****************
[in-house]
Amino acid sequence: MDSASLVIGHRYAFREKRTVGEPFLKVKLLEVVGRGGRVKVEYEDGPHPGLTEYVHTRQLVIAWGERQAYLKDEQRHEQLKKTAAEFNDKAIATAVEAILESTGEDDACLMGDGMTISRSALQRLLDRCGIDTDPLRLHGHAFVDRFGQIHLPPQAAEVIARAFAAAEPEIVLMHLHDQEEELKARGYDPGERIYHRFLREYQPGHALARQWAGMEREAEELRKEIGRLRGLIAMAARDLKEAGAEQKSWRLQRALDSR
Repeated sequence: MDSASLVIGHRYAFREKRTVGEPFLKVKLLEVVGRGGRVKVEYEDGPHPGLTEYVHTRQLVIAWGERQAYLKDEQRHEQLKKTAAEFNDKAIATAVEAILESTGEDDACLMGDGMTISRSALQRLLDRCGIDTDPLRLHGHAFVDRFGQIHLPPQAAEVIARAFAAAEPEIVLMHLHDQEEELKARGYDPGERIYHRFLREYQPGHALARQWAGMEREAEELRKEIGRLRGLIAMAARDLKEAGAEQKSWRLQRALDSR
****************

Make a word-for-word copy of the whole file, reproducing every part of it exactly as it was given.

[in-house]
Amino acid sequence: MDSASLVIGHRYAFREKRTVGEPFLKVKLLEVVGRGGRVKVEYEDGPHPGLTEYVHTRQLVIAWGERQAYLKDEQRHEQLKKTAAEFNDKAIATAVEAILESTGEDDACLMGDGMTISRSALQRLLDRCGIDTDPLRLHGHAFVDRFGQIHLPPQAAEVIARAFAAAEPEIVLMHLHDQEEELKARGYDPGERIYHRFLREYQPGHALARQWAGMEREAEELRKEIGRLRGLIAMAARDLKEAGAEQKSWRLQRALDSR
Repeated sequence: MDSASLVIGHRYAFREKRTVGEPFLKVKLLEVVGRGGRVKVEYEDGPHPGLTEYVHTRQLVIAWGERQAYLKDEQRHEQLKKTAAEFNDKAIATAVEAILESTGEDDACLMGDGMTISRSALQRLLDRCGIDTDPLRLHGHAFVDRFGQIHLPPQAAEVIARAFAAAEPEIVLMHLHDQEEELKARGYDPGERIYHRFLREYQPGHALARQWAGMEREAEELRKEIGRLRGLIAMAARDLKEAGAEQKSWRLQRALDSR